Sunday, November 6, 2011

Occupy The Lunatic Asylum

This morning's Washington Post treats us to a fresh helping of silliness in the form of an editorial from Alec MacGillis, reliable lefty WaPost reporter and Senior Editor at The New Republic.  In it, MacGillis suggests a few additional targets at which the Zuccati Park crowd could aim their smelly, self-indulgent siege guns, including Bill Clinton (for lowering the capital gains tax rate), Harvard (as a cut-out for high tuition bills and student loan debt), Wal-Mart (for being non-union), Towers-Watson (executive pay consultants, presumably for doing their job), Tyson's Corner (a place in Northern Virginia where there are a lot of government contractors) and The Supreme Court (for not putting a grand Progressive stop to it all and allowing corporations to be people).

Underpinning MacGillis' rant are the totemic liberal chants of "income inequality and economic justice".  Just read:

No doubt, the Occupy Wall Street protesters were right to target the financial industry first. Soaring Wall Street pay has been a key force behind America’s income disparities over the past three decades, and banks have yet to be held accountable for the destruction they wrought in recent years. 

Besides, if you’re really serious about addressing income inequality and economic injustice in America, there are other institutions and figures worth challenging. 

It is also difficult to overlook that countries with stronger unions, such as Canada and Germany, show a far more equitable distribution of income across the working population.

But nowhere in the article does MacGillis take the time to explain to us exactly why inequality of income (which has existed in this country since, oh, well--forever), is bad. You won't find it in MacGillis' article, and you won't find it in the narratives of progressives and you won't find it in the blather rising from the Occupy Wall Street crowd.  That's because income inequality measures nothing but envy, pure and simple.   It is a measure convenient to wave about when one seeks to redistribute income, yet it does not in any meaningful way convey anything tangible about an economy.

Put another way--what impact does income inequality have on society?  What is the evidence that there are pernicious impacts?  Or is it simply that the rich get richer faster than the poor get richer (which is, sorry to say, what has happened).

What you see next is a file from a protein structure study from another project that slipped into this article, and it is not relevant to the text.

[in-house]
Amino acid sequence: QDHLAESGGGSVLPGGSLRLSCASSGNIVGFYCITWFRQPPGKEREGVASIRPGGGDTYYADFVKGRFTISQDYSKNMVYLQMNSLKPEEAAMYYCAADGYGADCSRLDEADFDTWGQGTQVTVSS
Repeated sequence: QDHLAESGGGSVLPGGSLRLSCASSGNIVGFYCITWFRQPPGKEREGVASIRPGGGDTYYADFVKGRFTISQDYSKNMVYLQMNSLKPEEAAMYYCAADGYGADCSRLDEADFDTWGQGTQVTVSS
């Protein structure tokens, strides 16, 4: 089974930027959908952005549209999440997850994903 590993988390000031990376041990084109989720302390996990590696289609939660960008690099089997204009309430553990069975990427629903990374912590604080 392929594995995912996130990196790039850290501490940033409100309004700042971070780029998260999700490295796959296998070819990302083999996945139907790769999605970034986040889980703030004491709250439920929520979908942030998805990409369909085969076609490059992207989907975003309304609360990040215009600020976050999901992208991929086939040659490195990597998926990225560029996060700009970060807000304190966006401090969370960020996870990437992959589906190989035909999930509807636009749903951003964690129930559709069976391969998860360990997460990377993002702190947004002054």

Now--what is it that contributes to income inequality?  Are these contributors worthy of study and discussion? Yes, I believe so.  The tax code is worth talking about--most of you know I don't support taxing income and capital gains at different rate.  Have unions in this country so artificially inflated wage rates that manufacturing has largely left our shores in search of more affordable labor?  Has the home mortgage deduction contributed to a less mobile labor force, stuck in dog mortgages and unable to bargain its labor more effectively to potential bidders?  All of these things are in and of themselves worthy of discussion.  That they round up to "income inequality" leads these Dunderheads to then say, "well, we need to stop that"--and the best way they know how is redistributing wealth, rather than looking individually at what causes inequality (it is after all, a condition, not a cause) and seeking to devise policies that actually do something other than palliate envy.


"The Hammer" said...

I do think executive pay is too high, but it's a result of legislative protections often times introduced and passed by liberal Democrats, not as a result of free markets. So if you want a little more sanity do away with the Williams Act among other things.

Also, if one looks at the top and bottom over just about any 10 year period (excluding the 70's and Obama's time in office) you'll see that by any measure it remains pretty constant; apart from one thing. It's always a different top and a different bottom.

People enter the work force at the bottom and ten years later are well into the middle-class and a small percentage are even in the top tier. And the top tier is constantly changing with people falling into the middle-class. That is the dynamic nature of capitalism, and it's good for everybody.

Tom de Plume said...

I look at the income distribution like Olympic scoring. Throw out the top 1% and the bottom 1% and let's judge it from that point.

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